New industry partnership to research crystallisation processes


A scatter of protein crystals. Credit: Xiaoyu Li

A scatter of tiny crystals of proteins, mostly roughly octahedral in shape.

Imperial College London partners with chemical company BASF and other universities to research crystallisation processes for sustainable manufacturing

Imperial College London has partnered with chemical company BASF, the University of Manchester and Curtin University in a new worldwide Crystallisation Cluster. The cluster will develop both computational and experimental research to understand and control crystallisation processes for sustainable manufacturing.

Crystallization is one of the most important unit operations in the chemical industry. However prediction and scale-up are difficult and often require a lot of costly and time-consuming experimental work. Combining computational approaches with experimental data can reduce costs and increase precision.

Crystals are central to environmental processes

Crystals and crystallisation are fundamental in nature. They are also in many of the functional materials that we use in our everyday life.

A natural example are the calcium carbonate crystals found in seashells. These are a major sink for the greenhouse gas carbon dioxide. Human-made examples include the silicon components that drive computers, pharmaceutical compounds products for health, and agrochemicals that ensure a safe and abundant food supply.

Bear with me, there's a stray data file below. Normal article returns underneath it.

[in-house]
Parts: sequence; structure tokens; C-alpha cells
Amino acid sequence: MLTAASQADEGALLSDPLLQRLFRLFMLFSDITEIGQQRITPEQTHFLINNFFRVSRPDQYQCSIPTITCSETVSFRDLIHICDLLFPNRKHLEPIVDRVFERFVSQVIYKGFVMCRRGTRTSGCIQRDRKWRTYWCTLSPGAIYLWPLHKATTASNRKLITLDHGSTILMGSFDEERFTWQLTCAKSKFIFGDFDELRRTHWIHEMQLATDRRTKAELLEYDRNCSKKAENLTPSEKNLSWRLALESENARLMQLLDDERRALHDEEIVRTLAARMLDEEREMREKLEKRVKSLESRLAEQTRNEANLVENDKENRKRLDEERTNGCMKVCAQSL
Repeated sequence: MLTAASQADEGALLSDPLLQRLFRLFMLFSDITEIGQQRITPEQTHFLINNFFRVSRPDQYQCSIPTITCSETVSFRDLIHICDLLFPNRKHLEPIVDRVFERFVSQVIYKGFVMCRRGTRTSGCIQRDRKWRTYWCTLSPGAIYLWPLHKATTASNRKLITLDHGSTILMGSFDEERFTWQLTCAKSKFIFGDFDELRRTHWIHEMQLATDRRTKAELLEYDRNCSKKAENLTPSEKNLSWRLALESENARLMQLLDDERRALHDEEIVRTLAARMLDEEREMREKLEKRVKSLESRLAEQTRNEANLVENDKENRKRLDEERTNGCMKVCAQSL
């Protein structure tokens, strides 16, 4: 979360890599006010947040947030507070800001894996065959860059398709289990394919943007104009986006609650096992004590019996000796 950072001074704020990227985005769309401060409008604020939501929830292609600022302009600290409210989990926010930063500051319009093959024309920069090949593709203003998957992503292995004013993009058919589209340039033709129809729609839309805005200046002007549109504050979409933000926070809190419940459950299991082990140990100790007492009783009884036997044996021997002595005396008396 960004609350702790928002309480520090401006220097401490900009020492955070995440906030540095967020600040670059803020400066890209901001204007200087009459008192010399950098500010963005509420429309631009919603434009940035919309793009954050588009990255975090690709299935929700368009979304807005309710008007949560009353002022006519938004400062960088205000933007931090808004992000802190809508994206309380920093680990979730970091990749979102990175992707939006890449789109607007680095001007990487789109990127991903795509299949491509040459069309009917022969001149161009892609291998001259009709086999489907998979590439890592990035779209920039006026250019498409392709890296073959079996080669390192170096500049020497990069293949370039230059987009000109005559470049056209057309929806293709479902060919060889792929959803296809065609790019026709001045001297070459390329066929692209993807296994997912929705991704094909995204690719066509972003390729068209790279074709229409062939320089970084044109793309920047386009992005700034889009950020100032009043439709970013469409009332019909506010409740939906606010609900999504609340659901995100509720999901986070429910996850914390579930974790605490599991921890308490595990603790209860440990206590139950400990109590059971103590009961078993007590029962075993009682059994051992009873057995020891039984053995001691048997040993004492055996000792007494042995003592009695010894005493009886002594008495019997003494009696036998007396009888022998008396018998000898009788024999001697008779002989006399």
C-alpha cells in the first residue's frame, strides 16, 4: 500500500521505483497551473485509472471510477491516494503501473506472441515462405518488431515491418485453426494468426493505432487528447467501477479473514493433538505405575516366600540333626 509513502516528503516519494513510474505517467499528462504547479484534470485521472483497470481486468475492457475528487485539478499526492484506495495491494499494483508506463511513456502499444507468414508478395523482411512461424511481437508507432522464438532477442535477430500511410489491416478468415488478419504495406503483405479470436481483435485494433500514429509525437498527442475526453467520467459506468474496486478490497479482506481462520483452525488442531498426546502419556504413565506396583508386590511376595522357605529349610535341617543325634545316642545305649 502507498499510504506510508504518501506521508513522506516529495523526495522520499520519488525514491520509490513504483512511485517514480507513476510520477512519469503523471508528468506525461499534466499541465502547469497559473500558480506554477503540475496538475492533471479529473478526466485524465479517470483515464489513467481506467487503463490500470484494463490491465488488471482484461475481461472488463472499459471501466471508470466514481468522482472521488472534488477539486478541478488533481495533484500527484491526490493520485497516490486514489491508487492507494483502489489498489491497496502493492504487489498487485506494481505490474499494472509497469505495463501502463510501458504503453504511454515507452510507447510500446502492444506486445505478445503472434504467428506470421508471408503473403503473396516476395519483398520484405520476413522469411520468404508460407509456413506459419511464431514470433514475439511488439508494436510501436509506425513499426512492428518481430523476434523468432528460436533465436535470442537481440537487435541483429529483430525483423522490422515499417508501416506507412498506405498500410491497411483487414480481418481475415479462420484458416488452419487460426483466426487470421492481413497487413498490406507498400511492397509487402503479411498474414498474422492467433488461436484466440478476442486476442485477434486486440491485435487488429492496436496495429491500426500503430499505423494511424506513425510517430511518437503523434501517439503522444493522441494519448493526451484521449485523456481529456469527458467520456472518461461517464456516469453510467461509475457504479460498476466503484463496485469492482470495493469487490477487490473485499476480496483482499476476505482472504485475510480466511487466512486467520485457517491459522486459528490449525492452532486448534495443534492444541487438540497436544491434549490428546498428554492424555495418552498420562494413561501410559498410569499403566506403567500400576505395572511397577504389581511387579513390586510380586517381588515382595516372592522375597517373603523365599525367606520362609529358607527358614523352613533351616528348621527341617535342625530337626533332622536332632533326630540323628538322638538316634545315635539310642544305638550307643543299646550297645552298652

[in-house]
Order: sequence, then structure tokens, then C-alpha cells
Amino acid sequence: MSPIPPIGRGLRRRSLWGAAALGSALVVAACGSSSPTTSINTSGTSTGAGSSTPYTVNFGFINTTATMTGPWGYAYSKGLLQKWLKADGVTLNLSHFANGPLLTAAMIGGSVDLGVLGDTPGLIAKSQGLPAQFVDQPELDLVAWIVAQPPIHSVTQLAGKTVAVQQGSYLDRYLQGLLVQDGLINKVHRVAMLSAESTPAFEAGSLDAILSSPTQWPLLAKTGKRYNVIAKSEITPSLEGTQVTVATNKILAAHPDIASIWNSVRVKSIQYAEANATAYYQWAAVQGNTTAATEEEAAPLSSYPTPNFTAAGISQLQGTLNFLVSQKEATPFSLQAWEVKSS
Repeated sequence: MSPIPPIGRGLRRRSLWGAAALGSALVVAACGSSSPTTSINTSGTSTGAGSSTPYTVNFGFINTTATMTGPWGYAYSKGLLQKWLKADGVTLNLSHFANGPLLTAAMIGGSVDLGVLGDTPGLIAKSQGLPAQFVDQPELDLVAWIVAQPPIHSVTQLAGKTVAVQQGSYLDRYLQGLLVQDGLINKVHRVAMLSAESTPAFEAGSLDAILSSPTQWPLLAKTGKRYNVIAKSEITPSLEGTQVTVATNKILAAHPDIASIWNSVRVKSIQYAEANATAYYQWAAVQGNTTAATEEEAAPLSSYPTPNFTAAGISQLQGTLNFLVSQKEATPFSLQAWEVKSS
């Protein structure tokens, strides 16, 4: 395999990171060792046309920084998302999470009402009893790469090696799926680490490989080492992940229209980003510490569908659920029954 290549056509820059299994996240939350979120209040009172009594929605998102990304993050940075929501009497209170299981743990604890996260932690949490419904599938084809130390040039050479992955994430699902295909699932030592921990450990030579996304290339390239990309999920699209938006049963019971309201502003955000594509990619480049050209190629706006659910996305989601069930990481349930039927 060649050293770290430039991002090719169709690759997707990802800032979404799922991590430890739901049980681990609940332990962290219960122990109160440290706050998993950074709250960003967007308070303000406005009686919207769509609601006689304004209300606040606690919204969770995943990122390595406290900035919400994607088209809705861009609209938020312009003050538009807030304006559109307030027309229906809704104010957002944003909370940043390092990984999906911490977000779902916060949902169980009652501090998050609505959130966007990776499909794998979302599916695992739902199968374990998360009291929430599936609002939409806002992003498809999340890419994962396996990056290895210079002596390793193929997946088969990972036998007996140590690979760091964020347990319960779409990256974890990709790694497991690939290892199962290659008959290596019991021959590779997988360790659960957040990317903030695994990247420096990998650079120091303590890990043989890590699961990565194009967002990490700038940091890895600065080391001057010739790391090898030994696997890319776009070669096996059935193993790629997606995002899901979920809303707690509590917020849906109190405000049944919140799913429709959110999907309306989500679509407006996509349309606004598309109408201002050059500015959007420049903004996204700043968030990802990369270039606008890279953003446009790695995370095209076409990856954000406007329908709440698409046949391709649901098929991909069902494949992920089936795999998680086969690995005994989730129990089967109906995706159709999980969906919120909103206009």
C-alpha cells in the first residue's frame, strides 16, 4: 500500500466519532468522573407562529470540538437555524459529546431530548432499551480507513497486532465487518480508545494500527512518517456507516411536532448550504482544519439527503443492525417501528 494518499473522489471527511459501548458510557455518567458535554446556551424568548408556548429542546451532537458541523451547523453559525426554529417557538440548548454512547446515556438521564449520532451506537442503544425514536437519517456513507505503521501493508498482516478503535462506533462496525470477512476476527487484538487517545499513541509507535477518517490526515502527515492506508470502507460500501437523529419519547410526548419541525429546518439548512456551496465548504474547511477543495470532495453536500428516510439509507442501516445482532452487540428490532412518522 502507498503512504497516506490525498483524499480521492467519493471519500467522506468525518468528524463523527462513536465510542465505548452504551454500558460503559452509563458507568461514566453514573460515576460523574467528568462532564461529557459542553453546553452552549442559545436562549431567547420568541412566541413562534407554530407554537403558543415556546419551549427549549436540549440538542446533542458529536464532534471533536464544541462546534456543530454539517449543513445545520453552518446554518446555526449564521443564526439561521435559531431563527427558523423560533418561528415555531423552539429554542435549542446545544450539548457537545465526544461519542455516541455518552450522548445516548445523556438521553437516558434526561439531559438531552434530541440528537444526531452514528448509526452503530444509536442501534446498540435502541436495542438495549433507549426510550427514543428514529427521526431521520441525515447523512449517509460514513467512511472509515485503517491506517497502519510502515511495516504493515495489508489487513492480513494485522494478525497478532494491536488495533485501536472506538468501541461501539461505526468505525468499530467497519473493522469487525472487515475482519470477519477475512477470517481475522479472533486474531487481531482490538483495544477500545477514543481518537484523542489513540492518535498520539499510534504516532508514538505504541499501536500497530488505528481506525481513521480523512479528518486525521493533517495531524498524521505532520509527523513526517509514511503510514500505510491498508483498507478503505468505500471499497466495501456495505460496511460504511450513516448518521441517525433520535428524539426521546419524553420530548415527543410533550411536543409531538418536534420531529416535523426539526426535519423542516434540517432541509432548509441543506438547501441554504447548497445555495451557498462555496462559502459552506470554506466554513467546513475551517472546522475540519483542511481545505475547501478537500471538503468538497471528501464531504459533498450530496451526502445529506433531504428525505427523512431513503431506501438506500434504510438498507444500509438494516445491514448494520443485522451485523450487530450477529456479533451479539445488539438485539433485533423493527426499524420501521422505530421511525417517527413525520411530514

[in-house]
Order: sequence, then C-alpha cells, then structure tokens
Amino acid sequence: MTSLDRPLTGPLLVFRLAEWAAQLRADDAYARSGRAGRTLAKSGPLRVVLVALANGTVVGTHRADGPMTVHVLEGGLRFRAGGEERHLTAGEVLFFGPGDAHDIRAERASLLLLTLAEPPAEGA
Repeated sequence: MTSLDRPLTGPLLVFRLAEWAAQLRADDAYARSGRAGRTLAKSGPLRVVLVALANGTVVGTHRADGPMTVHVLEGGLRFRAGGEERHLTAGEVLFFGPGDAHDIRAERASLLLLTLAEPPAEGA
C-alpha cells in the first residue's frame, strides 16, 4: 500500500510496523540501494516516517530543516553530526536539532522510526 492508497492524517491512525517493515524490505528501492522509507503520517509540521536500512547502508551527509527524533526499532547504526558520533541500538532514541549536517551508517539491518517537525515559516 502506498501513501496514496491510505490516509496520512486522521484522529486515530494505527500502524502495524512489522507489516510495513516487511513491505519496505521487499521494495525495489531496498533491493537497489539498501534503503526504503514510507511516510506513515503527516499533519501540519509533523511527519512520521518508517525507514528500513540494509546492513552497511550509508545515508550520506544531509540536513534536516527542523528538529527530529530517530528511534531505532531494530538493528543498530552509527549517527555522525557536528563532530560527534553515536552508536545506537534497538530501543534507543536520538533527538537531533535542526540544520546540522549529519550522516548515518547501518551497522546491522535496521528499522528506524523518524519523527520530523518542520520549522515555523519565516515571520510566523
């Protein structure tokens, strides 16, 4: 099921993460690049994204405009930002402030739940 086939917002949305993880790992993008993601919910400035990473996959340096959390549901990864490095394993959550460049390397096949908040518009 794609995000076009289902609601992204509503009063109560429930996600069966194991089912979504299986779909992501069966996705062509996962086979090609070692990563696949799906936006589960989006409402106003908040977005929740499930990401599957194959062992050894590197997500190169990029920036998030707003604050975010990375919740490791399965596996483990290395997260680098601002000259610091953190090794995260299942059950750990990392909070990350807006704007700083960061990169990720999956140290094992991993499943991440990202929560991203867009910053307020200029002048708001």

These materials are made up of micron-sized crystals (one thousandth of a millimetre in length). In these crystals, atoms and molecules are ordered in beautiful repeating arrays.

Crystals are central to industrial processes

In industry, controlling the shape and size of crystals are essential to ensuring, for instance, the purity and stability of drugs, the reliability of batteries and the strength of metals and concretes.

Dr Lars Matthes, Research Scientist at BASF, said: “In industry, the parameters of the crystallisation process strongly influence the properties and performance of the products. However we only partly understand the underlying relationships between process and product. This leads to a considerable experimental effort to improve a process towards a certain target outcome. We expect that the innovative computational and experimental approaches developed in this collaboration cluster can significantly contribute to better process and product optimization.”

“Improved control of crystallisation at the nanoscale is central to sustainable and reliable production. From pharmaceuticals to catalysts and low carbon concrete, it is the control of initial crystal growth that is vital,” said Nicholas Harrison, Professor of Computational Materials Science at Imperial College London.

A computer-generated model of a paracetamol molecule attaching to the surface of a paracetamol crystal, showing the atoms and the electronic charge density.
A computer-generated model of a paracetamol molecule attaching to the surface of a paracetamol crystal, showing the atoms and the electronic charge density. Credit: Hyanyu Zhou.